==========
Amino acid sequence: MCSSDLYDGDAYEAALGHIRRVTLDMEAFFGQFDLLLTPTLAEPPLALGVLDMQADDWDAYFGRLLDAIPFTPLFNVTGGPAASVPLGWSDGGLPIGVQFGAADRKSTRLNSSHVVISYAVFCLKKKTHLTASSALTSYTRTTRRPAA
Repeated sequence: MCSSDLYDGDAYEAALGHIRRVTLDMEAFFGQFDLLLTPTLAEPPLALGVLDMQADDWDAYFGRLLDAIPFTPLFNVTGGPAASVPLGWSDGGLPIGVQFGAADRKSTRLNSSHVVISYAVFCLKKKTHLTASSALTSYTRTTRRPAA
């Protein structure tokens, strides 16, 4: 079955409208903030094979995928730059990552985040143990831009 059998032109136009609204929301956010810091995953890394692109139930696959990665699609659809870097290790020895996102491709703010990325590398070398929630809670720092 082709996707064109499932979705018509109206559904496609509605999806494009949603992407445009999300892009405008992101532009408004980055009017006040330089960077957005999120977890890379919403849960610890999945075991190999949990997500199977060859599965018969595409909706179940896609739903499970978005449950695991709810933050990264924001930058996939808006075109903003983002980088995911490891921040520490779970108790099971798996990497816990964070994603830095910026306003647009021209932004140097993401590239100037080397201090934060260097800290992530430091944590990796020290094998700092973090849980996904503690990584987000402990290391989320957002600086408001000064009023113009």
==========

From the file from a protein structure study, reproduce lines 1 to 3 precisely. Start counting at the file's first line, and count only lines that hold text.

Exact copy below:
Amino acid sequence: MCSSDLYDGDAYEAALGHIRRVTLDMEAFFGQFDLLLTPTLAEPPLALGVLDMQADDWDAYFGRLLDAIPFTPLFNVTGGPAASVPLGWSDGGLPIGVQFGAADRKSTRLNSSHVVISYAVFCLKKKTHLTASSALTSYTRTTRRPAA
Repeated sequence: MCSSDLYDGDAYEAALGHIRRVTLDMEAFFGQFDLLLTPTLAEPPLALGVLDMQADDWDAYFGRLLDAIPFTPLFNVTGGPAASVPLGWSDGGLPIGVQFGAADRKSTRLNSSHVVISYAVFCLKKKTHLTASSALTSYTRTTRRPAA
């Protein structure tokens, strides 16, 4: 079955409208903030094979995928730059990552985040143990831009 059998032109136009609204929301956010810091995953890394692109139930696959990665699609659809870097290790020895996102491709703010990325590398070398929630809670720092 082709996707064109499932979705018509109206559904496609509605999806494009949603992407445009999300892009405008992101532009408004980055009017006040330089960077957005999120977890890379919403849960610890999945075991190999949990997500199977060859599965018969595409909706179940896609739903499970978005449950695991709810933050990264924001930058996939808006075109903003983002980088995911490891921040520490779970108790099971798996990497816990964070994603830095910026306003647009021209932004140097993401590239100037080397201090934060260097800290992530430091944590990796020290094998700092973090849980996904503690990584987000402990290391989320957002600086408001000064009023113009």